The upper Bay of Fundy and southern Gulf of St. Lawrence support many salt marshes and mudflats (i.e., soft-sediment habitats). This is not typical of Atlantic Canada, where the dominant habitat is usually rocky shore. Salt marshes and mudflats are highly productive habitats containing important food webs, provide nursery and feeding habitat for birds and fish, and provide essential ecosystem services such as nutrient transport and coastline protection. Salt marshes are also carbon sinks as well as help maintain healthy water by the microbial processing of organic and inorganic wastes. In Atlantic Canada, there is now strong interest in restoring salt marshes, which have in the past been converted to farmland. There is also much interest in conserving mudflats, which have long been refueling/feeding grounds for migratory shorebirds, particularly in the upper Bay of Fundy.
The intern will work on a number of projects on the ecology and restoration of salt marshes, and the ecology and conservation of mudflats. Our projects involve both independent work that can be supervised remotely, as well as lab and field work as part of a research team; the balance between those two types of work will depend on what is allowable in the COVID-19 pandemic situation in the coming months. We have data and samples from restoration and experimental projects that have to be processed and analysed, as well as sites to monitor if possible in the coming summer and fall. The intern will gain experience in a combination of the following: (i) successional dynamics of developing salt marshes (in the field and from aerial photographs), (ii) successional dynamics as mudflats recover from disturbance (processing samples under dissecting microscope, which we can provide for remote work at home); (iii) ecological linkages between salt marshes and mudflats (processing of samples and data analysis); and (iv) use of seeds and seedlings of the marsh engineering species Spartina alterniflora in the restoration of salt marshes (collecting samples and independent processing of samples).
Our research lab has studied salt marsh and mudflat community ecology for over two decades, and we now have good data on species compositions, seasonal and yearly variation, and many samples on the response of these ecosystems to disturbance. We have observed that these ecosystems are quite resilient to various disturbances (e.g. tidal amplitudes, winter disturbance, shorebird visits, breaching of agricultural dikes), and have of late been conducting experiments and sampling programs to test this observation. We also want to identify ecological linkages between the two systems (such as outwelling of plant detritus from salt marshes which may feed the food web on mudflats) that may contribute to their resilience. The intern will contribute to all of these projects.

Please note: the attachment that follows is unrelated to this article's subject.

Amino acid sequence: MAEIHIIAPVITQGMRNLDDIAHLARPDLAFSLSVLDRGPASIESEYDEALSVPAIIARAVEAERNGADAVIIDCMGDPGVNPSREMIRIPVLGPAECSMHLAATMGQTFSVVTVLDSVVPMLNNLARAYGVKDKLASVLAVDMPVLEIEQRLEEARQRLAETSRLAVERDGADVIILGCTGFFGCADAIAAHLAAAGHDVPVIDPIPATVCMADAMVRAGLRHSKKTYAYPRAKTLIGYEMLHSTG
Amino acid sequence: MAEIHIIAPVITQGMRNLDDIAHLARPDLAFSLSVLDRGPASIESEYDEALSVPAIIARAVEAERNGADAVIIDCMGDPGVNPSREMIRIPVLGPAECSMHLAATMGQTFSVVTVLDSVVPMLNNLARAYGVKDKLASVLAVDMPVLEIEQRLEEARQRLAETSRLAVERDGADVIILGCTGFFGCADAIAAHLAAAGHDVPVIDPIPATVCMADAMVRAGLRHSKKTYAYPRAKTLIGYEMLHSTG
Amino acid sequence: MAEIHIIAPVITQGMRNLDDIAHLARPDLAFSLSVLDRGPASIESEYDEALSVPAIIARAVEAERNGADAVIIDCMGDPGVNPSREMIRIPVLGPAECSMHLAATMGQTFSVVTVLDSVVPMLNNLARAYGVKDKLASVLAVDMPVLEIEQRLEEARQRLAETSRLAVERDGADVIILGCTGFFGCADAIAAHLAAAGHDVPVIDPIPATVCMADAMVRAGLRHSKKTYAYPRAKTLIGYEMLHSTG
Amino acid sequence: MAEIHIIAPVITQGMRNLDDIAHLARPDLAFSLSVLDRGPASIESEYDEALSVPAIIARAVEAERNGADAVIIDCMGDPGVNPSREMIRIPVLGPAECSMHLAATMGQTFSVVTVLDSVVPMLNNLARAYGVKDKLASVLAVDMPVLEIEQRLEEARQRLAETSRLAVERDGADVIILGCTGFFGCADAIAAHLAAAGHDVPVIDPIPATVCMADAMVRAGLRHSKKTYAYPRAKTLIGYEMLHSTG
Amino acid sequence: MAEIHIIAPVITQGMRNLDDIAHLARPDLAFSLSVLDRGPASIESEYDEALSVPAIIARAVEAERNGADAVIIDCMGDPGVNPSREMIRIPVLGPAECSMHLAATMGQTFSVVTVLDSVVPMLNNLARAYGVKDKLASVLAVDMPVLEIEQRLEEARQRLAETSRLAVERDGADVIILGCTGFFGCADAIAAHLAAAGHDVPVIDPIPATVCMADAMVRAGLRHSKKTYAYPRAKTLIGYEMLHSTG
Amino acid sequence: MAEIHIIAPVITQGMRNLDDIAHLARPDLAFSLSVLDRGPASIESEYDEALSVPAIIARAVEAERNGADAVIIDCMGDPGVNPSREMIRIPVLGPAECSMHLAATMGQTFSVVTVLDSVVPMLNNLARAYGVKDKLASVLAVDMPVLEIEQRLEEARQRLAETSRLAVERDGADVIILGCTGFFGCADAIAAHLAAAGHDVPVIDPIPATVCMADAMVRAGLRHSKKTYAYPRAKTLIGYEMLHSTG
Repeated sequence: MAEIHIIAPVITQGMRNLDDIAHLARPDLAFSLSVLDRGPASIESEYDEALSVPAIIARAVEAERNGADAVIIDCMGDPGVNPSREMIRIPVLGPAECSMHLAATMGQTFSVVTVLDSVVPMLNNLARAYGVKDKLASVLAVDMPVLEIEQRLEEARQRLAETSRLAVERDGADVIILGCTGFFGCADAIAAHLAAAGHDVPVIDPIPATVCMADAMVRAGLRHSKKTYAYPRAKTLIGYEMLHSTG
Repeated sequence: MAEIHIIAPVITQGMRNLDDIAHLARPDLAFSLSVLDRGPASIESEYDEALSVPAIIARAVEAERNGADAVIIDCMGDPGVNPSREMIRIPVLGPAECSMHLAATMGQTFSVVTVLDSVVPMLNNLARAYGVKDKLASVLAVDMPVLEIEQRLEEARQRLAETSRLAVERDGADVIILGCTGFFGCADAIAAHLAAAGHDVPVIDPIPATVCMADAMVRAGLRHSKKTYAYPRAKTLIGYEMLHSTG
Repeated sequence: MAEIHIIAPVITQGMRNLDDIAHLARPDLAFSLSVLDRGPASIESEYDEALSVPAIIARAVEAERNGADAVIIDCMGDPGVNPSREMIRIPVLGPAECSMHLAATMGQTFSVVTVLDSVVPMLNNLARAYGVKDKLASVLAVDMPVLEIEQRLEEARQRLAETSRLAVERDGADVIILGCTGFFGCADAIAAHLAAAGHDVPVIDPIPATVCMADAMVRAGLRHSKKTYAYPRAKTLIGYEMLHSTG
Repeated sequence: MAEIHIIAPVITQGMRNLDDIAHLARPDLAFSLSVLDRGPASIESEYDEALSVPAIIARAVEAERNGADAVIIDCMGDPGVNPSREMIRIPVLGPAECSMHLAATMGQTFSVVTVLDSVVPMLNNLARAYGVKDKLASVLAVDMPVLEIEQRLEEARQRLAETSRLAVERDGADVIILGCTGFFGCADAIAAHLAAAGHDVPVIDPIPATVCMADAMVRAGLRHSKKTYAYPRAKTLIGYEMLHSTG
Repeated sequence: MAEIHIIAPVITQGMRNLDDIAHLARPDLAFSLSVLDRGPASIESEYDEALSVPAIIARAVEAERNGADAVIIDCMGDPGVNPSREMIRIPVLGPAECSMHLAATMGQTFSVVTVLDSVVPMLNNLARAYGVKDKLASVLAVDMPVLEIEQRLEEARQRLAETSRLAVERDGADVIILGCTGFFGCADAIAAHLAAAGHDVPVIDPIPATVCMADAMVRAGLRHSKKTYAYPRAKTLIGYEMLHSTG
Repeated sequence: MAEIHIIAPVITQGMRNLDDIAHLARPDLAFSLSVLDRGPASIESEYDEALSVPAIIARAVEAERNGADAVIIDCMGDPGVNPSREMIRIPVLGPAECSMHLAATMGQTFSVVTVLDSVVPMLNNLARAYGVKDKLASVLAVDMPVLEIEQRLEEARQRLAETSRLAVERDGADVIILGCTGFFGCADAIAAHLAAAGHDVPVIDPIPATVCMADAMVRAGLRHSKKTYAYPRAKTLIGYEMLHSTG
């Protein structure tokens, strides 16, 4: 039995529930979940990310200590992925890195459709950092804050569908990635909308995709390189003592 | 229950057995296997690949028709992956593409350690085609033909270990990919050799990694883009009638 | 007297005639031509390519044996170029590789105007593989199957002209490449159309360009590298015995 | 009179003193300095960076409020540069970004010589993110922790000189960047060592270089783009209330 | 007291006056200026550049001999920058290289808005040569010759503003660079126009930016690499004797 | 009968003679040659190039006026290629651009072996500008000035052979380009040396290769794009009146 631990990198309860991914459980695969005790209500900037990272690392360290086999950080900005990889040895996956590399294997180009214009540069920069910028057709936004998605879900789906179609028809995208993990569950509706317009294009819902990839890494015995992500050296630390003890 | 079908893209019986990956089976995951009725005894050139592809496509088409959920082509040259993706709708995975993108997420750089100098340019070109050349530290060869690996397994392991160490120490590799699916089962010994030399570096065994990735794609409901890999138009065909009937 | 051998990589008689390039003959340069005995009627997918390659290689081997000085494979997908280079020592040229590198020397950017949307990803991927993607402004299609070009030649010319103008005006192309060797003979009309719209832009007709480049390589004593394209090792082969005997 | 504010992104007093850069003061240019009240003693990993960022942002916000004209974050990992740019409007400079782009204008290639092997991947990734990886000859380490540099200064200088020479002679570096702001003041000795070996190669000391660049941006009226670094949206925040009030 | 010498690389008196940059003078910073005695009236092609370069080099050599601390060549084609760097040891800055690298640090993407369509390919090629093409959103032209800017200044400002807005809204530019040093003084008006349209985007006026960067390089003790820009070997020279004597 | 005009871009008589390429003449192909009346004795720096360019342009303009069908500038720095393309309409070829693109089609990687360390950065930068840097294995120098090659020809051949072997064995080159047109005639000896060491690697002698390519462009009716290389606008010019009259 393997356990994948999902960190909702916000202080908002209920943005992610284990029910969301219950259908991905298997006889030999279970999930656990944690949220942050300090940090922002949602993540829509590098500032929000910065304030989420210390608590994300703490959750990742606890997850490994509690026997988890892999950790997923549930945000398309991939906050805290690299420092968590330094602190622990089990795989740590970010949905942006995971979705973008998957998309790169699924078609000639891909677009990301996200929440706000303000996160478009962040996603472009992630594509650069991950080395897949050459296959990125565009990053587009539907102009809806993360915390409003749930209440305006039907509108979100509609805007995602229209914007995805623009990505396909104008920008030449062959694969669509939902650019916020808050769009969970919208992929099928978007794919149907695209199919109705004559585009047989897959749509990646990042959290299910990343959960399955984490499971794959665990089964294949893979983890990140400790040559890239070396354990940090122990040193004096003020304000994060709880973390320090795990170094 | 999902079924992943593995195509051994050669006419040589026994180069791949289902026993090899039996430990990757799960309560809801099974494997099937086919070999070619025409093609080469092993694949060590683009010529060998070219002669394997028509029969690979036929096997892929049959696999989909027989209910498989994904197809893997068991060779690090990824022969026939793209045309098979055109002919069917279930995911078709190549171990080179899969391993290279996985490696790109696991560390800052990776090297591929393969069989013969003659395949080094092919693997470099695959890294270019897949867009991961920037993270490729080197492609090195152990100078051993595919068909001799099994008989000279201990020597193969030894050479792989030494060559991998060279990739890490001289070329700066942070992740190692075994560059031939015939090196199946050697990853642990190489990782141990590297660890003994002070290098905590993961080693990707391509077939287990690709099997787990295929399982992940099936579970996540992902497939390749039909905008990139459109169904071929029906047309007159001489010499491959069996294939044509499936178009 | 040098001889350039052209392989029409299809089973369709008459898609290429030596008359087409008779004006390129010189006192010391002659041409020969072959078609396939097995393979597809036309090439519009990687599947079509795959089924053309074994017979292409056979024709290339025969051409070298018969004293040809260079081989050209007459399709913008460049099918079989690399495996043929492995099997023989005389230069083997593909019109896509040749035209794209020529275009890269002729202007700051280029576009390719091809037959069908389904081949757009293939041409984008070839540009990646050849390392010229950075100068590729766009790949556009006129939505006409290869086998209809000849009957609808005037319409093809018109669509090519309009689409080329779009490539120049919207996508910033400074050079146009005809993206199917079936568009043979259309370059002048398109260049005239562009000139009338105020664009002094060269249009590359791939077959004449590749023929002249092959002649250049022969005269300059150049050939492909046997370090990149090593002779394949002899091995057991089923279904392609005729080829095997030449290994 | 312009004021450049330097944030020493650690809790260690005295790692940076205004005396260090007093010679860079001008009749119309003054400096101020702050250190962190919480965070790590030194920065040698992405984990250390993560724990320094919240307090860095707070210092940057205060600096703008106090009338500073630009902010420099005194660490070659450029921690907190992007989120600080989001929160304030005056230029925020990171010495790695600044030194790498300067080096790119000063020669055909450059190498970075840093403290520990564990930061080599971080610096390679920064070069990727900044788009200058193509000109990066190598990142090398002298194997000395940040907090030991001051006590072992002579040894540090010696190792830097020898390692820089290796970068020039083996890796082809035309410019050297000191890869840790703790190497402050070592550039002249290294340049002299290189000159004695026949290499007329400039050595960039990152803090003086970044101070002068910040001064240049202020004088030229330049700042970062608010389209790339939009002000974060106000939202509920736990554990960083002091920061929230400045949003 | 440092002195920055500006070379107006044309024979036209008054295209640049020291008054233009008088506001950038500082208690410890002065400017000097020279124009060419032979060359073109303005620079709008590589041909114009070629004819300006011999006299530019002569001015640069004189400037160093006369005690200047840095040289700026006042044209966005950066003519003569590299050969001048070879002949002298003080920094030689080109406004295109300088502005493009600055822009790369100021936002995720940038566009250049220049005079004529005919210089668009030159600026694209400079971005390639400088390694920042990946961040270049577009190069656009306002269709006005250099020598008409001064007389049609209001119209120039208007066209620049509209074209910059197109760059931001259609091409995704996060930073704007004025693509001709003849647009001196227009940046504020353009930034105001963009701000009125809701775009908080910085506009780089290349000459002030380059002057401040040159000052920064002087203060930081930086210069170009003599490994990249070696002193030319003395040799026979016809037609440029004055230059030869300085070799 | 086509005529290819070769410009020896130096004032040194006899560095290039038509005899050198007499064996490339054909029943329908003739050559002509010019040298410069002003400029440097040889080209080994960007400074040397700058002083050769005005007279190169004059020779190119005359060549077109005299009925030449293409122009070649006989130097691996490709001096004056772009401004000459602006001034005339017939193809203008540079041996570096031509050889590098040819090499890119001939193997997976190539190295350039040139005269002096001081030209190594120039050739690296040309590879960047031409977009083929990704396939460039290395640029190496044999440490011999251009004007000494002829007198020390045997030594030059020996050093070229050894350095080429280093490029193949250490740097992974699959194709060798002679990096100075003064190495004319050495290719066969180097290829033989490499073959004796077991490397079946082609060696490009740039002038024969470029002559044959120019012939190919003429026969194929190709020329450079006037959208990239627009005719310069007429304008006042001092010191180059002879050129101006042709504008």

Duties and responsibilities
The intern will process samples using a dissecting microscope (mudflat samples), herbarium and photographic images (salt marsh plants), and computer software (aerial photographs). As well, the intern will manage and analyse large data sets on mudflat and salt marsh dynamics, research the scientific literature, and assist in writing reports and papers. If possible (following the appropriate safety guidelines related to the COVID-19 pandemic) between June and October, the intern will sample salt marshes by quantifying densities and state of plants, development of S. alterniflora seeds, invertebrates, and salt pool fauna (including fish), will photographically monitor focal patches of salt marsh plants, and will assist in sampling biofilm and microbial eukaryotes on mudflats.
Knowledge and skills
We seek an intern with a background in biology, ecology or environmental science. A college diploma or university Bachelor’s degree in one of these fields is required. Previous field research experience would be an asset so that the intern better understands how field samples are collected. Applicants should have a strong interest in ecological research, and be happy to work irregular hours in the field under variable conditions (if field work becomes possible). Skills required include: ability to work outdoors for extended periods (possibly); ability or willingness to learn to identify invertebrates, minnows, birds and salt marsh plants; computer literacy, including ability to work with spreadsheets and prepare reports; ability to use a dissecting microscope; excellent attention to detail and record keeping; ability to follow set research protocols; ability to work independently and collaboratively with others.
College graduate diploma or university Bachelor’s degree in Biology, Natural Resources, Environmental Science or related field.
If field work is possible: valid driver’s license; First aid/CPR (training will be available if the applicant lacks this).
Career-Launcher Internships are funded by the Government of Canada under the Youth Employment Strategy. For program criteria information visit their website.
Qualified interns are:
- Post-secondary students and graduates
- No more than 30 years of age at the start of the internship
- Canadian citizens, permanent residents or persons granted refugee status in Canada*
- Legally allowed to work according to the relevant provincial and Canadian legislation and regulations
- Not receiving employment insurance during their internship
- Available to work for at least six months
- Not previous participants of a federal youth employment program
- Not employees of the hiring employer prior to the start of their internship (does not apply to previous coop students or student interns)
*Refugee protection must be conferred under the Immigration and Refugee Protection Act. Persons awaiting refugee status, as well as those who hold a temporary visitor visa, student visa or work visa, are ineligible to participate in a Youth Employment Strategy initiative.